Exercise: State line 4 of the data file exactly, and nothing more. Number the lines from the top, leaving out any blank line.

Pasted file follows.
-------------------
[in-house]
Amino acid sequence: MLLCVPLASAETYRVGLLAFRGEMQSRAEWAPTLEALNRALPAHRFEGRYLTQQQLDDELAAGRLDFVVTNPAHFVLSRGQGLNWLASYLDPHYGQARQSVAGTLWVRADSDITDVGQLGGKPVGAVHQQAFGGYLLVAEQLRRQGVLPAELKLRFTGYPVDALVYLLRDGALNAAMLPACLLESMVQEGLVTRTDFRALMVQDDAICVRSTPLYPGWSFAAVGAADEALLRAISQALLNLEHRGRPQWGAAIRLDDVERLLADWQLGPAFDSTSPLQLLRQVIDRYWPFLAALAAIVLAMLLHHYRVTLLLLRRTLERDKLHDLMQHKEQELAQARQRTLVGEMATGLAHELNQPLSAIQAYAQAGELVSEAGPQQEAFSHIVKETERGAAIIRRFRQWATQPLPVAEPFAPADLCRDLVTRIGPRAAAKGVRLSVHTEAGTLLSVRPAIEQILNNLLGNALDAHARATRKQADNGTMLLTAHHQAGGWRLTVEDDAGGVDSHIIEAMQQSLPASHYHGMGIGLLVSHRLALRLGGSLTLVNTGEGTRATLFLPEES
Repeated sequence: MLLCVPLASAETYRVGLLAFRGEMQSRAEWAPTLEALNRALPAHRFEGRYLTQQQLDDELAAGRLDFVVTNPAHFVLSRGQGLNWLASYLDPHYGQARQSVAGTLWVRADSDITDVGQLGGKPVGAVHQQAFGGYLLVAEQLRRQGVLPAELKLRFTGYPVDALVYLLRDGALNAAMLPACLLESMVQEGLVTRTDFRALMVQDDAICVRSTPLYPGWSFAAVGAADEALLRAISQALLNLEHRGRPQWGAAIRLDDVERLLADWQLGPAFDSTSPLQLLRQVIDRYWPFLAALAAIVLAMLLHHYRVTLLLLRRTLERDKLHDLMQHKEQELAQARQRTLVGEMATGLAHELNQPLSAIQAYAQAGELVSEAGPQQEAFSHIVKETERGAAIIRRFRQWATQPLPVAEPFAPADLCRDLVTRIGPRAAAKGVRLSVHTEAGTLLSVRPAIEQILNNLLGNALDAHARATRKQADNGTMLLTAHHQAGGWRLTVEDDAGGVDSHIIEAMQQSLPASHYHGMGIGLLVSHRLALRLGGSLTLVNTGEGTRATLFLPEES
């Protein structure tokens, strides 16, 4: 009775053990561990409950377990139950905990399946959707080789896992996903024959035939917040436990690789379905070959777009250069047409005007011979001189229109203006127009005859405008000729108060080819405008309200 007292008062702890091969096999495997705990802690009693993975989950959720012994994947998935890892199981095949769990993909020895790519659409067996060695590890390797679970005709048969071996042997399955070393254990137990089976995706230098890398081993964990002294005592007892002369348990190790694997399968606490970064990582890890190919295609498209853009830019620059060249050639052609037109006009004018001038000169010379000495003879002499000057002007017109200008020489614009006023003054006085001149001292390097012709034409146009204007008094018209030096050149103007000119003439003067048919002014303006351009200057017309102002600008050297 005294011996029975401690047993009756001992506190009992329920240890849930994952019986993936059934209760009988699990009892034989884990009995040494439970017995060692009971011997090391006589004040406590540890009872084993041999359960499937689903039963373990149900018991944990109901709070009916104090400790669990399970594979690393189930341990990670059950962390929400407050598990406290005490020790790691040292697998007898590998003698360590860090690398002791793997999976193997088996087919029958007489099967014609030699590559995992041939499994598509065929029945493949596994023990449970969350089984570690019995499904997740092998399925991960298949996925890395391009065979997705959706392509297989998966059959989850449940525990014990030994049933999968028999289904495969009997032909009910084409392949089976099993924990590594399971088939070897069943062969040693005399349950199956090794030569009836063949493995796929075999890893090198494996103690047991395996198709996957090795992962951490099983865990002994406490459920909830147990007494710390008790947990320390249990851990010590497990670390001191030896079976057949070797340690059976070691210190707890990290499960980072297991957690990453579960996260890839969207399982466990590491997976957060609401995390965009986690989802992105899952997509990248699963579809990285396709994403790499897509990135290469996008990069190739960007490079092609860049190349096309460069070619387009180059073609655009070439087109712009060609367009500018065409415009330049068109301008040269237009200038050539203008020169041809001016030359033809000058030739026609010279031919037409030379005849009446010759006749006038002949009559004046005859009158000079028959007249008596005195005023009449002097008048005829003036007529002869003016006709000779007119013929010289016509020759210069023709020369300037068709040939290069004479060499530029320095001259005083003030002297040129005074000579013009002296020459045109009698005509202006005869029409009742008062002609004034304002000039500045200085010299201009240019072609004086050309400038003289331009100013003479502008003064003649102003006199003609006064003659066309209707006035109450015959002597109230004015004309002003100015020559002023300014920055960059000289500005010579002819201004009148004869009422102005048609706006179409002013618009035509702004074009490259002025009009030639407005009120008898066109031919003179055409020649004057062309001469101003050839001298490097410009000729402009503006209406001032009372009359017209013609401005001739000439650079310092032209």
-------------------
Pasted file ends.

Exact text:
């Protein structure tokens, strides 16, 4: 009775053990561990409950377990139950905990399946959707080789896992996903024959035939917040436990690789379905070959777009250069047409005007011979001189229109203006127009005859405008000729108060080819405008309200 007292008062702890091969096999495997705990802690009693993975989950959720012994994947998935890892199981095949769990993909020895790519659409067996060695590890390797679970005709048969071996042997399955070393254990137990089976995706230098890398081993964990002294005592007892002369348990190790694997399968606490970064990582890890190919295609498209853009830019620059060249050639052609037109006009004018001038000169010379000495003879002499000057002007017109200008020489614009006023003054006085001149001292390097012709034409146009204007008094018209030096050149103007000119003439003067048919002014303006351009200057017309102002600008050297 005294011996029975401690047993009756001992506190009992329920240890849930994952019986993936059934209760009988699990009892034989884990009995040494439970017995060692009971011997090391006589004040406590540890009872084993041999359960499937689903039963373990149900018991944990109901709070009916104090400790669990399970594979690393189930341990990670059950962390929400407050598990406290005490020790790691040292697998007898590998003698360590860090690398002791793997999976193997088996087919029958007489099967014609030699590559995992041939499994598509065929029945493949596994023990449970969350089984570690019995499904997740092998399925991960298949996925890395391009065979997705959706392509297989998966059959989850449940525990014990030994049933999968028999289904495969009997032909009910084409392949089976099993924990590594399971088939070897069943062969040693005399349950199956090794030569009836063949493995796929075999890893090198494996103690047991395996198709996957090795992962951490099983865990002994406490459920909830147990007494710390008790947990320390249990851990010590497990670390001191030896079976057949070797340690059976070691210190707890990290499960980072297991957690990453579960996260890839969207399982466990590491997976957060609401995390965009986690989802992105899952997509990248699963579809990285396709994403790499897509990135290469996008990069190739960007490079092609860049190349096309460069070619387009180059073609655009070439087109712009060609367009500018065409415009330049068109301008040269237009200038050539203008020169041809001016030359033809000058030739026609010279031919037409030379005849009446010759006749006038002949009559004046005859009158000079028959007249008596005195005023009449002097008048005829003036007529002869003016006709000779007119013929010289016509020759210069023709020369300037068709040939290069004479060499530029320095001259005083003030002297040129005074000579013009002296020459045109009698005509202006005869029409009742008062002609004034304002000039500045200085010299201009240019072609004086050309400038003289331009100013003479502008003064003649102003006199003609006064003659066309209707006035109450015959002597109230004015004309002003100015020559002023300014920055960059000289500005010579002819201004009148004869009422102005048609706006179409002013618009035509702004074009490259002025009009030639407005009120008898066109031919003179055409020649004057062309001469101003050839001298490097410009000729402009503006209406001032009372009359017209013609401005001739000439650079310092032209």